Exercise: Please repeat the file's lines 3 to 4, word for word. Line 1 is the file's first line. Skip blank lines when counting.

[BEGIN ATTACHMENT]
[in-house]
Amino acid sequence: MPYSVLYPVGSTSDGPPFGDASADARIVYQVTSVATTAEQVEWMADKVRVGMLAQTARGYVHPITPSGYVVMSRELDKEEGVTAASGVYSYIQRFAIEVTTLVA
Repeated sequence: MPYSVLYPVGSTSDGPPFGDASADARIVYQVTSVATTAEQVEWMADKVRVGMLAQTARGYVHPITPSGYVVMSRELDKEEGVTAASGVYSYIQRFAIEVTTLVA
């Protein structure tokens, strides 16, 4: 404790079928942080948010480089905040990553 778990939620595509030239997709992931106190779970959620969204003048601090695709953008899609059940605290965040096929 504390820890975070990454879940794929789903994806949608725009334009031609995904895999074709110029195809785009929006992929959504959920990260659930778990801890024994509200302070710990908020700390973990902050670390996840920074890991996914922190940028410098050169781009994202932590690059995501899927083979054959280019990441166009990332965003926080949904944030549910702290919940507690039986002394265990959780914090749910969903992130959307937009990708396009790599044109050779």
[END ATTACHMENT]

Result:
Repeated sequence: MPYSVLYPVGSTSDGPPFGDASADARIVYQVTSVATTAEQVEWMADKVRVGMLAQTARGYVHPITPSGYVVMSRELDKEEGVTAASGVYSYIQRFAIEVTTLVA
């Protein structure tokens, strides 16, 4: 404790079928942080948010480089905040990553 778990939620595509030239997709992931106190779970959620969204003048601090695709953008899609059940605290965040096929 504390820890975070990454879940794929789903994806949608725009334009031609995904895999074709110029195809785009929006992929959504959920990260659930778990801890024994509200302070710990908020700390973990902050670390996840920074890991996914922190940028410098050169781009994202932590690059995501899927083979054959280019990441166009990332965003926080949904944030549910702290919940507690039986002394265990959780914090749910969903992130959307937009990708396009790599044109050779």